By Ainslie Cromar and Riley Clarke,
Bundled in puffy black jackets and Clark College sweatshirts, 20 women gathered on the soccer field on Tuesday, bubbling with energy and lacing up their cleats.
It was barely 46 degrees, and jersey No. 6, Facienne Graham, dashed around the field conducting warm-up stretches and belting Whitney Houston’s “I Will Always Love You.”
Teammates giggled and some even chimed in, until coach Sean Janson called them into a huddle. The playful banter gone, they listened to their coach and beamed with ambition as he discussed their next game.
Janson told his players that their opponents, Highline College, are just people, and people can be unnerved.
“I don’t know if we’re gonna win but we’re gonna be proud,” Janson said before resuming practice.
For the first time in the program’s four-year history, the Clark women’s soccer team will play in the NWAC semifinals on Friday.
Last year, the team took the NWAC South division title, but lost in the quarterfinals to North Idaho College.
“We felt like we left too early last year,” Janson said. “It was a devastating blow to all of us.”
Janson said the team, especially the sophomores, have focused the entire season on beating last year’s record.
“We knew we’d get an opportunity to win our division and play in the quarterfinals, so we just wanted to do everything we could to fix last year,” he said.
Clark (11-0-1) faces Highline (13-0-1) on Friday at Starfire Sports Complex in Tukwila. Highline reached the NWAC finals last year, losing to Peninsula College.
“They are, year in and year out, one of the best teams in the conference,” Janson said. “They’ve knocked us out in 2014 and 2015. So that’s another hump that we want to get over.”
Janson said that facing Highline will be a challenge, but he thinks Clark’s focus on active recruiting and player retention will give them an edge. He said recruiting was different when he became head coach in 2014.
“Recruiting meant just finding bodies,” Janson said. “I had to have enough players to fill the team.”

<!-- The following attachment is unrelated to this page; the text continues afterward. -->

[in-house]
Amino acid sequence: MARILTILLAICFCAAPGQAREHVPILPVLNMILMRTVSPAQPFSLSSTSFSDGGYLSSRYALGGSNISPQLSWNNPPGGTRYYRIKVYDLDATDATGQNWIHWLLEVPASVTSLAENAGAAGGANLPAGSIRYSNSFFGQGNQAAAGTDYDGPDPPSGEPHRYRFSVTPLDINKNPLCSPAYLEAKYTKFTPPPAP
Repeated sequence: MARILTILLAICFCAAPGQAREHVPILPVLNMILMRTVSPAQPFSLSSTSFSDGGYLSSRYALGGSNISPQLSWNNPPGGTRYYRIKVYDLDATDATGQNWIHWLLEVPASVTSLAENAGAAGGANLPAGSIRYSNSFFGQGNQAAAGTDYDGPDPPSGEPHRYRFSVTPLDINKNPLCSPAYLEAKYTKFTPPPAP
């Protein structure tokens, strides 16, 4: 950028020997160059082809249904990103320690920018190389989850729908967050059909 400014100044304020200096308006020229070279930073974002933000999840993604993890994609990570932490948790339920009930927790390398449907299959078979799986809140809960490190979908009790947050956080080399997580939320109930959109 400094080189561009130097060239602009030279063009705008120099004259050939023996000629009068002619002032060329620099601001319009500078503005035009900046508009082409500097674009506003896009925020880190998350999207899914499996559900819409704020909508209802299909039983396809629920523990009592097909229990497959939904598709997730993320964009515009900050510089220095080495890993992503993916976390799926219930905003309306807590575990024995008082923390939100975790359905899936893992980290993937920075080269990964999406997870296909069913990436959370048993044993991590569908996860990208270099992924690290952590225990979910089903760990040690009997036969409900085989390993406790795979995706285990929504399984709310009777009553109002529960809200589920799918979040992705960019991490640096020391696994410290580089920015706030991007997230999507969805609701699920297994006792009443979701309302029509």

Now, Janson said recruiting means finding people with unique skills.
“There has to be something about them that they do better than anyone else on my team,” he said.
Janson said it’s not just talent that matters; it’s also important to get to know the players. “Culture is everything for us,” he said. “And if they’re a jerk, it’s not worth it.”
Hannah Eakins, a Running Start student from Battle Ground High School, said she plans on traveling to Tukwila this weekend to watch the team.
“I’m excited that Clark is getting a name,” she said.
Eakins said she’s noticed how advanced Clark’s team is compared with other nearby college teams. She said that’s why she wants to join the team next year.
“I know a lot of these girls,” Eakins said. “Growing up I played with them, so I know they’re really great players. “They make a really good atmosphere and you know, it makes playing soccer extremely fun.”
Janson noted that Clark program hasn’t always stood out.
“There was a stigma, and I think that’s true for any local college,” he said.
But by focusing on moving Clark athletes into four-year schools, Janson said Clark has broken out of that mold.
“All the recruits I talk to now know that A, they’re going to come to Clark and play on a good team, and B, we’re going to send them on to a four year on scholarship,” he said.
Kayla Beard, a Clark defender from Battle Ground High, said that as a freshman, she’d pictured winning since day one. She is pleasantly surprised that it actually happened.
“I really wanted it for the sophomores because they deserved it, especially after last year,” Beard said of reaching the semifinals. “They’ve put in so much work.”
Beard said she often asks herself while on the field “what if this is my last game?”
She knows that for some of her sophomore teammates, it is.
Maddison Maffeo, left centerback and one of the team’s three captains, is one of those sophomores. “Personally, I am not sure if I am going to continue playing or not after Clark,” Maffeo said. With a nursing career in her future, she said she needs to focus more intently on school.
Maffeo said losing last year’s quarterfinals brought her to tears, but so did winning this year.
“It still hasn’t quite hit me yet that we’ve made history,” she said. “We’ve made such a big impact on the school,” she said.
Maffeo said she couldn’t begin to describe what it would mean to get even further.
“To make it past semis, that would be…” Maffeo said, trailing off and grinning ear-to-ear as she fumbled for the words. “We’ll get there when we get there I guess.”